Daria Kasatkina, shown here in action at Indian Wells last month, is the most likely out gay player on the WTA Tour to qualify for the Finals in Riyadh. | Jonathan Hui-USA TODAY Sports

The 2024 Women’s Tennis Assn. Finals have been confirmed for Riyadh in November and will be held in the Saudi Arabian capital for the following two years as well.

Thursday’s announcement looks to have thwarted campaigning efforts by prominent tennis figures including Martina Navratilova and Chris Evert to stop the showpiece event from being held in a country with a dismal human rights record.

Same-sex sexual activity is prohibited in Saudi Arabia and reports suggest LGBTQ people living there are frequently at risk of arrest. Meanwhile, male guardianship over women is codified by law, although there have been some advances in recent years on women’s rights.

In January, Navratilova and Evert wrote a joint letter to the WTA, telling them that awarding the Finals tournament to Saudi Arabia would be a “significant step backwards.”

However, the prize money on offer to the top players taking part represents a major increase, rising by $6.25 million when compared to the previous finals in Cancun, Mexico. The pot now stands at $15.25 million.

Navratilova tweeted Thursday: “The WTA leadership and the players have made their choice. With all my heart, I hope it’s the right one — only time will tell.”

The WTA’s chairman and CEO, Simon Stone, claims the move to Riyadh is “a positive step for the long-term growth of women’s tennis as a global and inclusive sport.”

The use of the word “inclusive” is likely to raise eyebrows for LGBTQ players and fans. World No. 11 Daria Kasatkina, who featured in the 2022 Finals, is one of several out gay players on tour, as is Demi Schuurs who played doubles at the last two editions.

When asked at Wimbledon last July about the prospect of the Finals being held in Saudi Arabia, Kasatkina said it was “tough to talk about,” adding: “For me, I don’t think that everything is about the money.”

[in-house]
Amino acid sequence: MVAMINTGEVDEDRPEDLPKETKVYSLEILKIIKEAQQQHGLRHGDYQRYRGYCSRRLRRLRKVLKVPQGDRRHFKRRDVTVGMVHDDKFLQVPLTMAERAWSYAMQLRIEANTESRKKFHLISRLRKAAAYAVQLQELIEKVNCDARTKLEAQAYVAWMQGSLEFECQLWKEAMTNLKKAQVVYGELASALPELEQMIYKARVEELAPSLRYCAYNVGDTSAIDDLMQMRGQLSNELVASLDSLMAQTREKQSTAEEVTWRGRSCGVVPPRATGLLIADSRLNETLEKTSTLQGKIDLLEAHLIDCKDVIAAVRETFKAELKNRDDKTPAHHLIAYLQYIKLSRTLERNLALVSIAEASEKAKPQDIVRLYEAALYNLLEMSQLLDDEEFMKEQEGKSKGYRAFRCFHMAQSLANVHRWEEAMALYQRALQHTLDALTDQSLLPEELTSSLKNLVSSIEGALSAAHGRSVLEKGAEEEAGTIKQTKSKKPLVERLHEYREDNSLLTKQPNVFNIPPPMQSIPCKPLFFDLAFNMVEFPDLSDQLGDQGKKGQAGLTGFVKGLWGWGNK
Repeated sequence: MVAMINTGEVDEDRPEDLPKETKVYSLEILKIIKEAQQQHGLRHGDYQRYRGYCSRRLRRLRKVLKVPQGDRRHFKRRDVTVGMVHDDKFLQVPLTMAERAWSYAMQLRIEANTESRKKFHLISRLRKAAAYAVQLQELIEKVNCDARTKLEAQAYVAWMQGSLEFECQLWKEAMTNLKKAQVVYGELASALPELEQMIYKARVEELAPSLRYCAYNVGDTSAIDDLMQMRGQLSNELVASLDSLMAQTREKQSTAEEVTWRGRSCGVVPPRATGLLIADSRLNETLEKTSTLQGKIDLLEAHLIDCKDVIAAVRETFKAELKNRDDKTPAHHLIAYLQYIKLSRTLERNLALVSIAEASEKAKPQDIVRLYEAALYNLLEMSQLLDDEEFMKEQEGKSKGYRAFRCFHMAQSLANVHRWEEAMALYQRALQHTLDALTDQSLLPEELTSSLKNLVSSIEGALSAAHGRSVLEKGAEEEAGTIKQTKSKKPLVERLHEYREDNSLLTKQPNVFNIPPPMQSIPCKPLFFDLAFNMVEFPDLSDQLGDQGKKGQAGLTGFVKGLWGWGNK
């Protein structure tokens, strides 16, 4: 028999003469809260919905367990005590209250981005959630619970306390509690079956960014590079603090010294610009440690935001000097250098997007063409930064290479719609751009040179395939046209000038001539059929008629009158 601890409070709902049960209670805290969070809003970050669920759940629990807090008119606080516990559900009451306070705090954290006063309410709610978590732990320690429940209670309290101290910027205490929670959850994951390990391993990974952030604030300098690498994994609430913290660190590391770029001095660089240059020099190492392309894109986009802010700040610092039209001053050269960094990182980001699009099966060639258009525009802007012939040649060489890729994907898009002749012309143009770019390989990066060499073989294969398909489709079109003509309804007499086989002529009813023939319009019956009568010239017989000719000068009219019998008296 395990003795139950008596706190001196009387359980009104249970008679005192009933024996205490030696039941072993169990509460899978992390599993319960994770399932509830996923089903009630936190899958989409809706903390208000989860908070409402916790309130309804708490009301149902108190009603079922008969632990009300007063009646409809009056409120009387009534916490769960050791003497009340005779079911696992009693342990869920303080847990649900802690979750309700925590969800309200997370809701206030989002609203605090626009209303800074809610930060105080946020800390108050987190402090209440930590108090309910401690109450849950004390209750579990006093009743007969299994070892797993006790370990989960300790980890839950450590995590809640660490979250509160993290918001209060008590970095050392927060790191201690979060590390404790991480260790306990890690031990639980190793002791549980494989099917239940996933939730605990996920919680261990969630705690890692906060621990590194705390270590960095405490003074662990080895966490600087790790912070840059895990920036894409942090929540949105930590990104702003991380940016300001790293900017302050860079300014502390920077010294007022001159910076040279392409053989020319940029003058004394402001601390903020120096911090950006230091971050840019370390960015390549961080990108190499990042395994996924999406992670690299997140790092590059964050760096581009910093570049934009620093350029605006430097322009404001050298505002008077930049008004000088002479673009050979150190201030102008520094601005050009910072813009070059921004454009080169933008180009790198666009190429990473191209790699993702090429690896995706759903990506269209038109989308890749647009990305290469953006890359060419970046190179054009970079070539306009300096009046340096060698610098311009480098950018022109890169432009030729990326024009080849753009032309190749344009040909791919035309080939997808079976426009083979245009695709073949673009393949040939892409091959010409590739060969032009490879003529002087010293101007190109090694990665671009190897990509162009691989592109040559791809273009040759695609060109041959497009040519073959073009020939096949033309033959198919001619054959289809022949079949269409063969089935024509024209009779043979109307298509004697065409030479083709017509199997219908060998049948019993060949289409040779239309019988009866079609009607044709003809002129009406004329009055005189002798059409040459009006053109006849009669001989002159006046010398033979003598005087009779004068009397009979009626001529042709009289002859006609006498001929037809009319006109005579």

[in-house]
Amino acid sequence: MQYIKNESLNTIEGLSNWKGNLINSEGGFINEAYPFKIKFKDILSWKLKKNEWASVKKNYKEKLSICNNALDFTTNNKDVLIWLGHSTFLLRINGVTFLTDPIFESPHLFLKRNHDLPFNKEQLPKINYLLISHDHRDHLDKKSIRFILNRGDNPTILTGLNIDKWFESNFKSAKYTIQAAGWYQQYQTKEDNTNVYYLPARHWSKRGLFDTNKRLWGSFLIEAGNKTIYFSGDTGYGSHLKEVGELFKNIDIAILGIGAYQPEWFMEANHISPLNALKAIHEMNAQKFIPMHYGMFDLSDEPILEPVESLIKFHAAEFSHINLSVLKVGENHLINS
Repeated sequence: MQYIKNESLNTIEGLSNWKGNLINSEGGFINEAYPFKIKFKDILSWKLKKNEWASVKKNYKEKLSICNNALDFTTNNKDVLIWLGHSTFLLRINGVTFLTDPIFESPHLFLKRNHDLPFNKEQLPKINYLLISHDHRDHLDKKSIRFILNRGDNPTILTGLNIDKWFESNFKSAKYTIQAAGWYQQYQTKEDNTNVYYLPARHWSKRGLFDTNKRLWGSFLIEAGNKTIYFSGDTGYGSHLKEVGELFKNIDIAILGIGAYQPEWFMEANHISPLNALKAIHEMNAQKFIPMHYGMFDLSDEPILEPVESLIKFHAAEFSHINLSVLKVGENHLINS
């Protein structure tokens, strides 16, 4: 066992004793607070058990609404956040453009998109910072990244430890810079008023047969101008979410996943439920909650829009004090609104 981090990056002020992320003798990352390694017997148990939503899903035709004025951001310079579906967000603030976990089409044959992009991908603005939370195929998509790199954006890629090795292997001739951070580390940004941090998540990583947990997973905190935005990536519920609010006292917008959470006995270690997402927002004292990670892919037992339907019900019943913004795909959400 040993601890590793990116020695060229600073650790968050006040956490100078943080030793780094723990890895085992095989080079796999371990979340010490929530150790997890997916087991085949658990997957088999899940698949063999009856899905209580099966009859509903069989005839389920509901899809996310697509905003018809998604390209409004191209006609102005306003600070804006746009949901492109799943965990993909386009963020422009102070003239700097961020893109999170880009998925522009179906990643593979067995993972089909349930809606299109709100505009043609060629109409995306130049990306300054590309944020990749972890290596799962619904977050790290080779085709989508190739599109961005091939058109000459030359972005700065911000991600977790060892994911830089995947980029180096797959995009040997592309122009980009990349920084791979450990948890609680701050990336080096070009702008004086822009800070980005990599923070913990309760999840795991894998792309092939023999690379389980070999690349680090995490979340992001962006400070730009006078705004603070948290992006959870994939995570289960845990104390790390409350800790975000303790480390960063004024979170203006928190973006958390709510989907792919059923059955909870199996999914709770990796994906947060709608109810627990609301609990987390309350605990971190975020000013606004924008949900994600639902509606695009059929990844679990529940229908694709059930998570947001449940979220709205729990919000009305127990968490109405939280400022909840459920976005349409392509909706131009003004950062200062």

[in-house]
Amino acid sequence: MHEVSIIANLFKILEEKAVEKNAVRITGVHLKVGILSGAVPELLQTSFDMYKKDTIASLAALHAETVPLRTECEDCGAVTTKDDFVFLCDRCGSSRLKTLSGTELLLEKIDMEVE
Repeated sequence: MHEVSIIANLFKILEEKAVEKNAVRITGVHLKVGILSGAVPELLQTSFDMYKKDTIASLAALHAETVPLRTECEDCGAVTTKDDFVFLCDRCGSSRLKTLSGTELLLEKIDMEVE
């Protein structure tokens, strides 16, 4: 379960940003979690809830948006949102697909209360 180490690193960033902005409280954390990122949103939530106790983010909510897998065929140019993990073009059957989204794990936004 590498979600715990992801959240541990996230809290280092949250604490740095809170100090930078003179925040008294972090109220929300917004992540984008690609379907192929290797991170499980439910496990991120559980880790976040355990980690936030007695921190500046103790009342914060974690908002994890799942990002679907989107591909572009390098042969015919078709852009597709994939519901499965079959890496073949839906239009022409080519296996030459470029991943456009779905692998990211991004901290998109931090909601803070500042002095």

Kasatkina regularly vlogs from tournaments with her girlfriend, Natalia Zabiiako.

Despite the law in Saudi Arabia, same-sex couples would be permitted to share a hotel room together in Riyadh, according to Marina Storti, the CEO of WTA Ventures which is the Tour’s commercial division.

“We have been assured that everybody will be welcome in Saudi Arabia, regardless of sexual orientation or religion,” Storti is quoted as saying by the Daily Telegraph.

“If there are same-sex couples travelling to Riyadh and they want to share rooms in the hotel, that will be accommodated.”

Storti also told the newspaper that while the WTA did consult with Navratilova and Evert over their concerns, “we had to make the right decision for the players, the fans and the tour.”

Martina Navratilova and Chris Evert speaking at last year’s WTA Finals in Cancun.
| Susan Mullane-USA TODAY Sports

Arij Mutabagani is the president of the Saudi Tennis Federation and the first elected female president of any Saudi Arabian sports federation, as emphasized in the WTA media release.

She insisted: “Everyone will be made to feel extremely welcome. Our country is moving forward.

“Much has been achieved already and many historic steps taken by women in all sectors in recent years, with sport driving much of the progress across our entire society.”

Nadia Podoroska and Greet Minnen are also out gay players ranked in the WTA Top 100. Podoroska said last November that she would not support the Finals being played in Saudi Arabia, telling Clay Magazine: “For me, there are limits.”

After Navratilova and Evert had an op-ed titled “We did not help build women’s tennis for it to be exploited by Saudi Arabia” published in the Washington Post, the Saudi ambassador to the United States — Princess Reema bint Bandar Al Saud — hit back.

“Perfection cannot be the price for admission — for a tennis tournament, or any other once closed space that our women want to enter,” she wrote in a statement carried on the website of the Saudi Embassy in the U.S.

“To those who seek to deny our women the same opportunities that others enjoy, I say that what I hear loudly and clearly is that there is no seat for me at their table. But I will welcome them at mine. Because my table isn’t limited by political views, borders, race or geography.”

There was no mention in Princess Reema’s statement of the absence of any LGBTQ rights in her country or its criminalization of same-sex relationships.

The repeated “everyone is welcome” messages are reminiscent of the 2022 FIFA World Cup in Qatar, which has been hosting WTA tournaments for around 15 years.

Saudi’s neighbor also has draconian anti-LGBTQ laws, but there is less evidence of them being enforced in Qatar. 

Reprieve, an NGO, reported in January that at least 172 executions were carried out in Saudi Arabia in 2023, and that six of those put to death were women. 

“There is also no way of knowing how many hundreds or even thousands of people are on death row as the Kingdom’s capital justice system is almost entirely opaque,” the NGO said.

Now that Riyadh is locked in for the WTA Finals, extra scrutiny of Saudi’s human rights record should be expected — although that may not make much difference in a sport where money looks to have talked loudest in the end.